Our family is a story family. When my daughters were two and three years old, we began creating our own family mythology. We invented Teddy and Marianne, the child jockeys; Ricky the Ostrich and his magnificent submarine; Cowboy Pete and his fearless deputy, Rocky Raccoon (my apologies, Mr. McCartney, sir). Those characters became woven into our family lore. There have been theme songs, illustrations, and even clay figurines. Cowboy Pete is like an uncle!
As the girls grew into teenagers, their little brothers began requesting stories of their own. At their age, they don’t just want to hear a story, they want to star in one. So naturally, I gave them the Super Brothers. Super Sam (age seven) leads his team of crime fighting siblings with his super strength and indestructibility, and Tackle Boy Nate (age four) provides comic relief and epic, climactic thumpings of the bad guys and their vehicles.
I was sitting next to their bed on the night of that first story when Sam asked the inevitable question:
“Dad, what’s Jack’s super power?”
I swallowed. The first two Super Brothers practically wrote themselves. They were caricatures. Sam wants nothing more in life than to be the mighty, noble protector. Nathan just wants to crack jokes and knock things over. But Jack… what does he want? I mean, besides a viewing of Monsters University at three in the morning. What does he really want?
I’ve gotten lost in that mystery too many times to number: when a burst of laughter escapes him with no apparent cause; when he flaps his lanyards in front of a glowing blue screen; when he stands in front of me trying to make his mouth work in his favor—trying to tell me…something. And again, my mind calls back to Bono’s haunting lyric, “I want to trip inside your head, spend the day there… I want to see your thoughts take shape and walk right out.”
As the author of the Super Brothers story, I knew I had the power to give Jack a voice. But would that be right? Would that be (dare I ask of a children’s bedtime story) ethical?
It sounds like a petty consideration, I know, but believe me, in the world of autism, all roads lead to identity. Implications lay like land mines, even in the story world. My thinking went something like this: Autism is not a disease. It is, for better or for worse, a part of who Jack is. But is it all of who he is? Would the removal of symptoms constitute a fundamental change in personhood? And if so, doesn’t that get us right back where we started before the awareness campaigns began? Wouldn’t it mean we are once again defining our beloved children by the things they cannot do?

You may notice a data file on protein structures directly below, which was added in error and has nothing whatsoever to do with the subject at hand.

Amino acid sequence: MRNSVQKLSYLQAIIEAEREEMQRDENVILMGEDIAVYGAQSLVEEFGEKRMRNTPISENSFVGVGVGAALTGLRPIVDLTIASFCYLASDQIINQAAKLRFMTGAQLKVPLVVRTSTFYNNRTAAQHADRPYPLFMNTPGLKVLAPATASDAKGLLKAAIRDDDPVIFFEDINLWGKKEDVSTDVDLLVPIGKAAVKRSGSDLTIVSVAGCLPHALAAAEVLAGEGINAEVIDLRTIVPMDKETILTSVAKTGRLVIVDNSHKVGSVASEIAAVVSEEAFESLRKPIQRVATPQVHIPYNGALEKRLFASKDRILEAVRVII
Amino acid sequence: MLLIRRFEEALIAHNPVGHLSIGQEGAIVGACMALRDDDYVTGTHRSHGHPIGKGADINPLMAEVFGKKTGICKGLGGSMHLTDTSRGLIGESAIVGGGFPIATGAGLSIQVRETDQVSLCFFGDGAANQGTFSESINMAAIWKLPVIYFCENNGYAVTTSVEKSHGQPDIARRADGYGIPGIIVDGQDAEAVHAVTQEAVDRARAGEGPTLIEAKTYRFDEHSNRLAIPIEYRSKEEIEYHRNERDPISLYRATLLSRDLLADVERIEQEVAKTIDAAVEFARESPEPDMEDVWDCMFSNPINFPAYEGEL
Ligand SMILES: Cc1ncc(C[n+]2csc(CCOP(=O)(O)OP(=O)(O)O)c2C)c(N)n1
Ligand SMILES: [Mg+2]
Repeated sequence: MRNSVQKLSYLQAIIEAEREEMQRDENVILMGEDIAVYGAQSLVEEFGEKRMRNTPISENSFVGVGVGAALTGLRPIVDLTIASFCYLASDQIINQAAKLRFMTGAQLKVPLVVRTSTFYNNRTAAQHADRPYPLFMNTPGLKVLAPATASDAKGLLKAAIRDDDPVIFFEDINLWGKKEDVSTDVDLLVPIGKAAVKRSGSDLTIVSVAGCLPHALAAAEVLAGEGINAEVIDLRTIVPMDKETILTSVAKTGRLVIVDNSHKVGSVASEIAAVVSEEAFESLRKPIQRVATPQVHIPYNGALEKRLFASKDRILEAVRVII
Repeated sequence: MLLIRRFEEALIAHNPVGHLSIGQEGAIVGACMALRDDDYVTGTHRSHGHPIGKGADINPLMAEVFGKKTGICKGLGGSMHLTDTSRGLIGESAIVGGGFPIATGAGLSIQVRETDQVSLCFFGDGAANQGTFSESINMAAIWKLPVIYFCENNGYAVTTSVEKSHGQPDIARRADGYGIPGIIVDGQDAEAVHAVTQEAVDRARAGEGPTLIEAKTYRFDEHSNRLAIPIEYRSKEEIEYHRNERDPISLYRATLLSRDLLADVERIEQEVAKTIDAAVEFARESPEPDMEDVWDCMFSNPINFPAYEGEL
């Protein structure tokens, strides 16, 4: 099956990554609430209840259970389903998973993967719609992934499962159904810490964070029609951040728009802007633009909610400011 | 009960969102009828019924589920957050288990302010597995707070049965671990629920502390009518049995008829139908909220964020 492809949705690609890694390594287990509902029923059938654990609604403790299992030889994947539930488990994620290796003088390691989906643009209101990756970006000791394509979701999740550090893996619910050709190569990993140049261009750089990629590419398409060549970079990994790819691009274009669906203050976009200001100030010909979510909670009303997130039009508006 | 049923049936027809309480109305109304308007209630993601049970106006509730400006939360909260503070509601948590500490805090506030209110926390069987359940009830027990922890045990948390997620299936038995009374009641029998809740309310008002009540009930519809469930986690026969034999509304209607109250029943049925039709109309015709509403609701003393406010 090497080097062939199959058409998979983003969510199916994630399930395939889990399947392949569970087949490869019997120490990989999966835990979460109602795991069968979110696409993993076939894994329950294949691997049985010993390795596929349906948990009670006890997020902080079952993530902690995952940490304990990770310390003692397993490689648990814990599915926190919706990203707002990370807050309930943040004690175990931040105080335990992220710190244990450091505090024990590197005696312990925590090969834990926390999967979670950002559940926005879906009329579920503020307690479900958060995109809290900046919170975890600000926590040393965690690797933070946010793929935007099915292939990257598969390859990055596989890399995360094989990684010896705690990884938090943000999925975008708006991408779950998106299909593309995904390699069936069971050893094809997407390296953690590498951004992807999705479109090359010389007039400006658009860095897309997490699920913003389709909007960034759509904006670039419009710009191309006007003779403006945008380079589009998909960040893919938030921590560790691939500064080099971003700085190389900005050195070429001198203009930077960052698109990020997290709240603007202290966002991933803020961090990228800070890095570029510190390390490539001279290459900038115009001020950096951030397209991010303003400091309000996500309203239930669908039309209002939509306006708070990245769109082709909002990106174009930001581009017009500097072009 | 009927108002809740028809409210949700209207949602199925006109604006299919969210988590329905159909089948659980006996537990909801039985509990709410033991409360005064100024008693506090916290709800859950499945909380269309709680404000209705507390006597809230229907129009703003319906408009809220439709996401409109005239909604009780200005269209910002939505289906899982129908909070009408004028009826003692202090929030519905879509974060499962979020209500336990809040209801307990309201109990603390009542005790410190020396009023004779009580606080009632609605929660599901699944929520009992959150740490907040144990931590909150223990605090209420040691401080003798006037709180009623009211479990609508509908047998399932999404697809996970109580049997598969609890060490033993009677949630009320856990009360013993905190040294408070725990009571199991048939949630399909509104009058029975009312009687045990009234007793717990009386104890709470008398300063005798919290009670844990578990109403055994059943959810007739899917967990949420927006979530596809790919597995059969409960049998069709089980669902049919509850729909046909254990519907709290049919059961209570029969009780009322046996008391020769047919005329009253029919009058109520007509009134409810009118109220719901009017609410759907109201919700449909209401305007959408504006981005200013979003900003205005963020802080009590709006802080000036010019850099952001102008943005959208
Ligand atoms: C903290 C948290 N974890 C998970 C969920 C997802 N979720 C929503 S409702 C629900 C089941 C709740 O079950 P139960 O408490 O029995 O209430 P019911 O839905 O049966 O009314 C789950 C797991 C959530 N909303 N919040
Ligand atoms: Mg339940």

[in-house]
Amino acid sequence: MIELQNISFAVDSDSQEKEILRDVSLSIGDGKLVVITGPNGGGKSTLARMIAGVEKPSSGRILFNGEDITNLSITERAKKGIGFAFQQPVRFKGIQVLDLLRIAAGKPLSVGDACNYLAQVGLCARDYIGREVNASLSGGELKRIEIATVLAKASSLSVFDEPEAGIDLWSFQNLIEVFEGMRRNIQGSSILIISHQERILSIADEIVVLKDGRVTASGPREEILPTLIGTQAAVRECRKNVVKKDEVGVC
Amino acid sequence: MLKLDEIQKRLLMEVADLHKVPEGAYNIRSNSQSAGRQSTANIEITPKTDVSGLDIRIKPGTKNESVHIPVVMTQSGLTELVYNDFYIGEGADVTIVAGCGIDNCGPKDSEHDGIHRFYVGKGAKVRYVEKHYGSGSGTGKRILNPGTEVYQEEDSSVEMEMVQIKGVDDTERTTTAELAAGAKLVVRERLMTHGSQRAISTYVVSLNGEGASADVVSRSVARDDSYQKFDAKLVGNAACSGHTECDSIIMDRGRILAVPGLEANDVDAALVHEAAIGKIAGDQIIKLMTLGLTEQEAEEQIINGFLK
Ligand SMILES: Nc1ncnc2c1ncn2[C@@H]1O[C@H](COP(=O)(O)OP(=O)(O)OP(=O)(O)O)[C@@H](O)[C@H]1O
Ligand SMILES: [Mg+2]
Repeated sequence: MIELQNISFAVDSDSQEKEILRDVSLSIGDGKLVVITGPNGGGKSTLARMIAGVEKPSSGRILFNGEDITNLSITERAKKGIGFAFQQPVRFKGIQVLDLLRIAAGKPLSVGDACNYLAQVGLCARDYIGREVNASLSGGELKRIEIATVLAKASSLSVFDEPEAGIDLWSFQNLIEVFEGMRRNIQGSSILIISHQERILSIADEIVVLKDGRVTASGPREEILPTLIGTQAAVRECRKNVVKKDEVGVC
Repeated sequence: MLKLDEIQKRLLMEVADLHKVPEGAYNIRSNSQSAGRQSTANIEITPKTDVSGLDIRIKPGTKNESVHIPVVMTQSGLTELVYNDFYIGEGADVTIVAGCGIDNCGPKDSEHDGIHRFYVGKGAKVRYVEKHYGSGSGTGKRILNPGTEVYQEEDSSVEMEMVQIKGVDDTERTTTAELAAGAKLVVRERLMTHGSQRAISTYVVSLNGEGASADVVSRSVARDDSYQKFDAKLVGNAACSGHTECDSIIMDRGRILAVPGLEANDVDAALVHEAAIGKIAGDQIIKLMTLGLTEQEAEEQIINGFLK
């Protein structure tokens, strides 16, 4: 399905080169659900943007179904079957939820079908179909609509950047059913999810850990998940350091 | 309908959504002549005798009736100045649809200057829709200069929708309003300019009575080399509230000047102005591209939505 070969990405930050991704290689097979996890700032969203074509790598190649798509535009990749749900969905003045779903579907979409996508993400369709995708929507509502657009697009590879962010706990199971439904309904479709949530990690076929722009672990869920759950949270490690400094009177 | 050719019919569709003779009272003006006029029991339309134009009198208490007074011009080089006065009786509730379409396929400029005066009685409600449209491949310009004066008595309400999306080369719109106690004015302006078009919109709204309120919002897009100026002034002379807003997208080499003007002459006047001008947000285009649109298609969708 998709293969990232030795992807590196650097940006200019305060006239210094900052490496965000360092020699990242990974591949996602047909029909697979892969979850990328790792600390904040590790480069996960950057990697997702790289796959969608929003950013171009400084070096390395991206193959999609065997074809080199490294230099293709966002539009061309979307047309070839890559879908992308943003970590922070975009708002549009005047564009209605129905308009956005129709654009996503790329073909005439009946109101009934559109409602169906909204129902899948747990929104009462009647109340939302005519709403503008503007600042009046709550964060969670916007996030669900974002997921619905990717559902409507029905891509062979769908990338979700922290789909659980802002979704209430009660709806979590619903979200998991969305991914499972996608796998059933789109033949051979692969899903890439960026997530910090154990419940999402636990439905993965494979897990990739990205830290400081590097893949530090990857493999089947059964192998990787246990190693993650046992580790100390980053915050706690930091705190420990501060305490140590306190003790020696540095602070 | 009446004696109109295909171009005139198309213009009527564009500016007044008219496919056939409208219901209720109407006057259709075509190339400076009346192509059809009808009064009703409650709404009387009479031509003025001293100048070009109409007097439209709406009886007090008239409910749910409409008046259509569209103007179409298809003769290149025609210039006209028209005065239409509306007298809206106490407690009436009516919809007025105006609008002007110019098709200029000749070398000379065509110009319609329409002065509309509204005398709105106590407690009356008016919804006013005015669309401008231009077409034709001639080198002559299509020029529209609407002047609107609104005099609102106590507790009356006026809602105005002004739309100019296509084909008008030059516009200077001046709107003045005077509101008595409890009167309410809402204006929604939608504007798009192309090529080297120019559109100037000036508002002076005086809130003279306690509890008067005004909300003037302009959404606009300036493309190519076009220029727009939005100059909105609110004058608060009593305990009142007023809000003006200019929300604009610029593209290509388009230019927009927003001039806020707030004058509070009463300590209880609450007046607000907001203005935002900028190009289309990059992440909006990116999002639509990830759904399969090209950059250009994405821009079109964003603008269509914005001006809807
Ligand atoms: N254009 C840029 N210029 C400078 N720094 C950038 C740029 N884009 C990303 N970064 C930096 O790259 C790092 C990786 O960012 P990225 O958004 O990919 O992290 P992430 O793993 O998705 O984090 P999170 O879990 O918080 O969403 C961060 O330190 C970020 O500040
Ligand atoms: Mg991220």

My other children are constantly changing, and yet they remain, wholly and beautifully, themselves.
Jenna, my thirteen year old, used to have the cutest lisp. She couldn’t say her “R”s, and we all loved it. You might even say it was part of who she was. But then one day, she started speaking with perfect precision, and she hasn’t stopped talking since. To date, Jenna is still Jenna.
This has happened with all our kids, hundreds of times, and we never bat an eye, because we see the world with storytellers eyes: characters grow, learn, change, advance, relapse, and overcome. Characters are fluid. They encounter conflict and failure; they rise to the occasion and they fall flat; they despair and they save the day. Sometimes they even use their super powers.
So I made a decision. I gave “story Jack” the ability to speak. All it would do, I decided, was give him an avenue to express what was already inside him, autism and all, and believe me, he has lots inside him.
But I didn’t leave it there. I gave him something he already has, and exaggerated it.
“Jack has golden socks, and when he flaps them, a strong wind comes that blows away the bad guys.”
The little brothers gaped. “Whoa! Flapping power? Awesome!”
I continued, my mind racing. “And when he flaps them at the ground, it pushes him high into the air, and he can go wherever he wants to.”
“Jack can fly?”
Yes. Jack can fly. And when it’s time to rain justice down on the great ice cream capers of Junction City, Super Sam and Tackle Boy Nate will latch onto the shoulders of their big brother Flap Jack, and together, they will fly high over the trees until they see that particular black pickup truck hightailing it out of town. Because if he could, I believe Jack would do that for his brothers. He would take them anywhere, and he would use his powerful stims to bail them out of their boyish recklessness.
On warm afternoons, we can hear crashing and squealing sounds seeping in from the back yard as Sam and Nathan reenact their adventures from the night before. I open the door a crack, and see them running up to their big brother who is flapping at the sky, lost in his own thoughts as always.
“Hey Jack, you just saved us! Good job, Flap Jack!”
He eyes them, then turns his back to resume his business, just as they return to theirs. They remain undaunted by his dismissals. Visions of hope will do that, I think. They will make allowances for temporal winces. Acts one and two are always filled with trouble, after all. Today, there may be rejections and silences, and even self injuries and wanderings. It’s hard. It might get a lot harder.
But tomorrow, who knows? Those villains might be vanquished with a single gust of wind. The Author of this story is far more creative than I, and He alone knows the storehouse of abilities locked inside our boy. We will see them. Some day, we will see them. But for now, we don’t just wait; we imagine.
Photos by our dear friend Anne Nunn.